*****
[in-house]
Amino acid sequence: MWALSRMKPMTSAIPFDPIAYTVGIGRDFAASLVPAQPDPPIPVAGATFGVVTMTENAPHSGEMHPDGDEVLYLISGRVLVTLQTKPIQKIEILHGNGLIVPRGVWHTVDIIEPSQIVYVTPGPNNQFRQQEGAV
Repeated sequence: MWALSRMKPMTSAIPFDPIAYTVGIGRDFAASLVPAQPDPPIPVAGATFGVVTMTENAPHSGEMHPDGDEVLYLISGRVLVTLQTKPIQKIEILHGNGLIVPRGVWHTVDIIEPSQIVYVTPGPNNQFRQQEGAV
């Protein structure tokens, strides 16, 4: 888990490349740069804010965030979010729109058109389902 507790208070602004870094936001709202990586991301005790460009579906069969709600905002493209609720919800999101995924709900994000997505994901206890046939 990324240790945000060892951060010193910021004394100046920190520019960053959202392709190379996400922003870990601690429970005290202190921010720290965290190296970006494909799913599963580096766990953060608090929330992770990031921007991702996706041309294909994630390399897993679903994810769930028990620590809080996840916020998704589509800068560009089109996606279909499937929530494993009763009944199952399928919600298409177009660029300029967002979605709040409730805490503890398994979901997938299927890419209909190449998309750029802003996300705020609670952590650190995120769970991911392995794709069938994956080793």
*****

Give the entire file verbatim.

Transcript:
[in-house]
Amino acid sequence: MWALSRMKPMTSAIPFDPIAYTVGIGRDFAASLVPAQPDPPIPVAGATFGVVTMTENAPHSGEMHPDGDEVLYLISGRVLVTLQTKPIQKIEILHGNGLIVPRGVWHTVDIIEPSQIVYVTPGPNNQFRQQEGAV
Repeated sequence: MWALSRMKPMTSAIPFDPIAYTVGIGRDFAASLVPAQPDPPIPVAGATFGVVTMTENAPHSGEMHPDGDEVLYLISGRVLVTLQTKPIQKIEILHGNGLIVPRGVWHTVDIIEPSQIVYVTPGPNNQFRQQEGAV
């Protein structure tokens, strides 16, 4: 888990490349740069804010965030979010729109058109389902 507790208070602004870094936001709202990586991301005790460009579906069969709600905002493209609720919800999101995924709900994000997505994901206890046939 990324240790945000060892951060010193910021004394100046920190520019960053959202392709190379996400922003870990601690429970005290202190921010720290965290190296970006494909799913599963580096766990953060608090929330992770990031921007991702996706041309294909994630390399897993679903994810769930028990620590809080996840916020998704589509800068560009089109996606279909499937929530494993009763009944199952399928919600298409177009660029300029967002979605709040409730805490503890398994979901997938299927890419209909190449998309750029802003996300705020609670952590650190995120769970991911392995794709069938994956080793």